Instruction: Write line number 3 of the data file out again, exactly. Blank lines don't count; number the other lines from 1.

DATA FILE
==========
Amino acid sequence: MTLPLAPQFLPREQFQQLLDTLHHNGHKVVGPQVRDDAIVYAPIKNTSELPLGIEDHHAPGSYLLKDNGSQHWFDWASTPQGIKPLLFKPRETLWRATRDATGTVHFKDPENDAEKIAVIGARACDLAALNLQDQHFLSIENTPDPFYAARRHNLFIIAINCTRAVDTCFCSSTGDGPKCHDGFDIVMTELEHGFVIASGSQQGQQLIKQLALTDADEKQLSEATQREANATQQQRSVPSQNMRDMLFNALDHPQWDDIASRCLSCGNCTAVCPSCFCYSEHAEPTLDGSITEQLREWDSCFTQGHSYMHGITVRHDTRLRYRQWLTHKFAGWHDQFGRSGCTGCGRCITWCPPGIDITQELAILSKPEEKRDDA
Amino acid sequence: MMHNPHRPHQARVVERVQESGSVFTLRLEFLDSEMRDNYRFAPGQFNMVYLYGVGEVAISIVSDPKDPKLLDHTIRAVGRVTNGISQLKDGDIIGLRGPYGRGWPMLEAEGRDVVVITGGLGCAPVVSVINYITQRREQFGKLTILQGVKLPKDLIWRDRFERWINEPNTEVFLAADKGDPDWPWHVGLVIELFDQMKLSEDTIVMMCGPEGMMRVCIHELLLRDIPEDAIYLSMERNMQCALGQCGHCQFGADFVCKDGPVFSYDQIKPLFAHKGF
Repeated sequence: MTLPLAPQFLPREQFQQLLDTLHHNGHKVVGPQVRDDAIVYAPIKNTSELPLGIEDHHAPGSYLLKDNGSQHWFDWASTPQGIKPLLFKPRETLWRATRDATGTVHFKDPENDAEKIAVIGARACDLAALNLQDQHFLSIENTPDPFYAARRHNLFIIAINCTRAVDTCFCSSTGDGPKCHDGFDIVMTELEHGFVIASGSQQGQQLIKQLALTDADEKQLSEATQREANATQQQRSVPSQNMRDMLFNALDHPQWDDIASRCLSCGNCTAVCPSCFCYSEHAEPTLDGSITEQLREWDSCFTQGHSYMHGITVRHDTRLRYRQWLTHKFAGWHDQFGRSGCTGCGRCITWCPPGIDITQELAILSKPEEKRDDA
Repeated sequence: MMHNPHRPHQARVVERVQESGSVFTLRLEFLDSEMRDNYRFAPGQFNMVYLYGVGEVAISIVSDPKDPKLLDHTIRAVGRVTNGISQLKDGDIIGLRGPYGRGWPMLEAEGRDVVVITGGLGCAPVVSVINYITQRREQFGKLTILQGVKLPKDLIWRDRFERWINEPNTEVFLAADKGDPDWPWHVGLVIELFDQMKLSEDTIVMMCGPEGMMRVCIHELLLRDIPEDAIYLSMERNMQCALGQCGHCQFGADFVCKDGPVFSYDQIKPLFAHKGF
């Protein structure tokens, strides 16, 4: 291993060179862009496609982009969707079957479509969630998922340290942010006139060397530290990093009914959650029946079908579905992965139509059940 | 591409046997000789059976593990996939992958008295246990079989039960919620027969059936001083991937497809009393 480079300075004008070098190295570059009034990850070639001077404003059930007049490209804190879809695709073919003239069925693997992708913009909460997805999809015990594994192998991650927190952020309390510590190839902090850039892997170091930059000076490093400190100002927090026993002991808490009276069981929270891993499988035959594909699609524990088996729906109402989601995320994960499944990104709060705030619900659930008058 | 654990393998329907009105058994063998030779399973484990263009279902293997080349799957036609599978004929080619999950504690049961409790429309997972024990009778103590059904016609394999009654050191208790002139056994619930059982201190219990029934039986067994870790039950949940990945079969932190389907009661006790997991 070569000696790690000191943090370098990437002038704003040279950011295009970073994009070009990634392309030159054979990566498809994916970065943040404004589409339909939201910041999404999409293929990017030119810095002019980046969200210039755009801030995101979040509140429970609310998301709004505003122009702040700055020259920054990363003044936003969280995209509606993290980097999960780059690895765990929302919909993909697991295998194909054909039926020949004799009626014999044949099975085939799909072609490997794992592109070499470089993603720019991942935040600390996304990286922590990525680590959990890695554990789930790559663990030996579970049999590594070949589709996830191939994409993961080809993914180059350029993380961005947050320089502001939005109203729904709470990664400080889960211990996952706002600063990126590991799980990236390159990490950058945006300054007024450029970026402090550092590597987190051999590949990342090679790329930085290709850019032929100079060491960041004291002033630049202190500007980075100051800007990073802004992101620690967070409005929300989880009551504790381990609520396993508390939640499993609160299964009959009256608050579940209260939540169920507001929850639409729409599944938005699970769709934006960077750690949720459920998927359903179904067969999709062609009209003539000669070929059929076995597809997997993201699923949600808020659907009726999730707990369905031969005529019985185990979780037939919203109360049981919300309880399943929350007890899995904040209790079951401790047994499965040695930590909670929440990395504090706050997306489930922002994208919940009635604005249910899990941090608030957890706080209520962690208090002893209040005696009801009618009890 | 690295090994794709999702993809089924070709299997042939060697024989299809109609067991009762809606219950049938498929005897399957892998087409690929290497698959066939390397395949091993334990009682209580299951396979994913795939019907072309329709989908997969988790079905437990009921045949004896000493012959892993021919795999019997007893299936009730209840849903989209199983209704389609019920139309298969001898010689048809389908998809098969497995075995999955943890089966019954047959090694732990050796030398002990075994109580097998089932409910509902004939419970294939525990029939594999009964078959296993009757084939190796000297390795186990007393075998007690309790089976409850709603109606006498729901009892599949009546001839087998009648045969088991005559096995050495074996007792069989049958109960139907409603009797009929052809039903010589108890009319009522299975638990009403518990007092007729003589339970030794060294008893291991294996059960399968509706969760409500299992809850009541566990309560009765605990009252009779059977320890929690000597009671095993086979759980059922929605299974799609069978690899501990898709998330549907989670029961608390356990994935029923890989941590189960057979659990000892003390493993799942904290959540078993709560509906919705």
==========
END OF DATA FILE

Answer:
Repeated sequence: MTLPLAPQFLPREQFQQLLDTLHHNGHKVVGPQVRDDAIVYAPIKNTSELPLGIEDHHAPGSYLLKDNGSQHWFDWASTPQGIKPLLFKPRETLWRATRDATGTVHFKDPENDAEKIAVIGARACDLAALNLQDQHFLSIENTPDPFYAARRHNLFIIAINCTRAVDTCFCSSTGDGPKCHDGFDIVMTELEHGFVIASGSQQGQQLIKQLALTDADEKQLSEATQREANATQQQRSVPSQNMRDMLFNALDHPQWDDIASRCLSCGNCTAVCPSCFCYSEHAEPTLDGSITEQLREWDSCFTQGHSYMHGITVRHDTRLRYRQWLTHKFAGWHDQFGRSGCTGCGRCITWCPPGIDITQELAILSKPEEKRDDA